Thursday, October 13, 2005

William Bennett: The Right Strategy for Dealing With Charges of Racism

William Bennett is refusing to apologize for or retreat from his controversial comments about how, if you wanted to reduce crime (and that was all you cared about) aborting black babies would be a good way to do it. The media and Democratic politicians, who were either ignorant of the context of the statement or who willfully chose to ignore it, went ballistic. When corrected on the context, they retreated to the claim that Bennett had “linked race and politics,” which is somehow not supposed to be done, regardless of the reality on the ground in the inner city.

In a speech delivered October 8 in Bakersfield, California, Bennett said:
I am called upon to answer charges that should never have come up in the first place. But such are the times in which we live, and sometimes their level of dialogue.

I have been slandered, defamed, misrepresented and libeled. I will not stand for it. I will not go away, or go meekly and quietly into that good night. Nor will I withdraw from the discussion. My entire career has been one of taking on serious issues, I have taken brickbats for that. I will continue to. Those who do not engage in serious conversations about serious matters can lob their shots at me. I can take them.

[...]

Could I have said it better? Maybe. But my position, one of moral condemnation, could not have been clearer. “Morally reprehensible” are the words I used immediately, in the same breath and thought as this ugly hypothetical. What do my critics not understand about the meaning of the words “morally reprehensible”? Do they think it means approval?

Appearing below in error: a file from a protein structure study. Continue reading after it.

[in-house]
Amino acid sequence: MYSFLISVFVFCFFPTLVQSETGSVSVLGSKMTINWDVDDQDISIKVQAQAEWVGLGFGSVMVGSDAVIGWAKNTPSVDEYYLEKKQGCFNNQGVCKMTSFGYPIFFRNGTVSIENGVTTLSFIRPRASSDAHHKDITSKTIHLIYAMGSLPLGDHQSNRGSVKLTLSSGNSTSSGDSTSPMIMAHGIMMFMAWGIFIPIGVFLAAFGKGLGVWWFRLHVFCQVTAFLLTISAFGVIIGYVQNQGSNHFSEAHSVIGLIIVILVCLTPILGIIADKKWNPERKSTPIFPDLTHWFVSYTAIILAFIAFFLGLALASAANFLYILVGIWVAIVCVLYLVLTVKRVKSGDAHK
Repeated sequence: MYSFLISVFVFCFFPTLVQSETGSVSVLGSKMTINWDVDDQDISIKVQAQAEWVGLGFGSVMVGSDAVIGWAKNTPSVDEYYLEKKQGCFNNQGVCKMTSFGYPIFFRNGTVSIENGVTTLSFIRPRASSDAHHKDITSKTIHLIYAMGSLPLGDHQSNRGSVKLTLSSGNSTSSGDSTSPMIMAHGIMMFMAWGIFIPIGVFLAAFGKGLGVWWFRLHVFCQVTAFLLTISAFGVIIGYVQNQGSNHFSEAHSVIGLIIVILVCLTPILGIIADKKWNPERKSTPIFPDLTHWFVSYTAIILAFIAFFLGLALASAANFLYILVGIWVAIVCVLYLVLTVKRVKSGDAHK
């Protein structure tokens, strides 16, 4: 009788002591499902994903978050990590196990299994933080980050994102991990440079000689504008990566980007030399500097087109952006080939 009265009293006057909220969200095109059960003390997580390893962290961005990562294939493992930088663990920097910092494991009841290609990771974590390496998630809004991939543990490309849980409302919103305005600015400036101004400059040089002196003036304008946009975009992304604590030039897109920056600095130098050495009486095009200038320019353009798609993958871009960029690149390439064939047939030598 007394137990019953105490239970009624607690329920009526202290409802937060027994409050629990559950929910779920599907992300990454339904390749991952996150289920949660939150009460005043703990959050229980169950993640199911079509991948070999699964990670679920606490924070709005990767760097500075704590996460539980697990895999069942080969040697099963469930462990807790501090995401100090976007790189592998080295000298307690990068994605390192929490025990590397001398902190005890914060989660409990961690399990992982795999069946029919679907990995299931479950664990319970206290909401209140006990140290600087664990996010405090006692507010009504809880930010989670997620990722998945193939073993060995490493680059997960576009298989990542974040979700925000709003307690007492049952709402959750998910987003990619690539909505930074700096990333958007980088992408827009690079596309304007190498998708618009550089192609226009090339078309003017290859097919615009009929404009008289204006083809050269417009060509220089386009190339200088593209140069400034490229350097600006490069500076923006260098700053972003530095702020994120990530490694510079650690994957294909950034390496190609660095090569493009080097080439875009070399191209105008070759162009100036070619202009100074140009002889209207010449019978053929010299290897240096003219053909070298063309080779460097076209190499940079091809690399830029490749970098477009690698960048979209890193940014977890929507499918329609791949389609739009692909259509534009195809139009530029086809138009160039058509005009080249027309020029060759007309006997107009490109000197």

[...]

My critics have told me to shut up about race, crime, abortion, and black America – that I cannot go there. But that’s impossible. I have been there for forty years, and I am not leaving now.
This is precisely how one should deal with reckless charges of “racism” from liberals. Running for cover gives the race hustlers on the left a huge tactical advantage.

The reason the left doesn’t want race discussed openly and honestly is that, deep down, they know they would lose. People would refuse to accept that white people are somehow to blame for black crime. People would ask why there are still social problems in the face of 40 years of massive social welfare spending. People would question the fairness of affirmative action preferences and quotas.

It’s probably also the case that Republicans in places like academia and the Washington community have no idea how badly charges of racism play in the broader American polity. The average American knows he or she isn’t racist and that few Americans are, and immediately associates with word “racism” with sleazy race hustlers.

Thus, when faced with irresponsible charges of racism such as those made by Brent Bray against the Marquette College Republicans, the proper response is not to cower and retreat, it’s to loudly say that such charges are out of bounds, are typical of people with a corrupt agenda, and that issues that embarrass the left most certainly will be discussed.

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